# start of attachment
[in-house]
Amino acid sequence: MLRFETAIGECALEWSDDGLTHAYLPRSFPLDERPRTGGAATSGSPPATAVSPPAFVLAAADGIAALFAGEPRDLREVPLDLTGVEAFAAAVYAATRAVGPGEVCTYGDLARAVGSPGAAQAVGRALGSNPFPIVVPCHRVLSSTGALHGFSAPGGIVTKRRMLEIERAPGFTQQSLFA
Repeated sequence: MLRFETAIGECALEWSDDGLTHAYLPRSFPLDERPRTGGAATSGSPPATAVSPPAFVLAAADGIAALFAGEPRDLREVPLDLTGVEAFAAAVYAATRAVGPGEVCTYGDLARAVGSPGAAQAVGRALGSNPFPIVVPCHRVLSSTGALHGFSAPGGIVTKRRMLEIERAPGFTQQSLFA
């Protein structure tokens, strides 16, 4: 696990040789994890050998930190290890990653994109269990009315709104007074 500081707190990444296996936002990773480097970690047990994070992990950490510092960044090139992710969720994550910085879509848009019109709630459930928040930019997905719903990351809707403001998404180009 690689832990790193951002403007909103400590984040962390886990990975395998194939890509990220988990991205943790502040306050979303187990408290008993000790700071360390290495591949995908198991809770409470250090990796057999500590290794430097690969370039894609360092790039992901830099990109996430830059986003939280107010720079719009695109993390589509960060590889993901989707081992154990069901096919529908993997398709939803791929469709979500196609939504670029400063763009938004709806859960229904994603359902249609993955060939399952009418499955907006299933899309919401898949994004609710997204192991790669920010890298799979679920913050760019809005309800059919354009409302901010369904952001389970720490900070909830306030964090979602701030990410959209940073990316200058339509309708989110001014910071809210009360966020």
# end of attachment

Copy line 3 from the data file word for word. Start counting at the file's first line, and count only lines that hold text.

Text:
Repeated sequence: MLRFETAIGECALEWSDDGLTHAYLPRSFPLDERPRTGGAATSGSPPATAVSPPAFVLAAADGIAALFAGEPRDLREVPLDLTGVEAFAAAVYAATRAVGPGEVCTYGDLARAVGSPGAAQAVGRALGSNPFPIVVPCHRVLSSTGALHGFSAPGGIVTKRRMLEIERAPGFTQQSLFA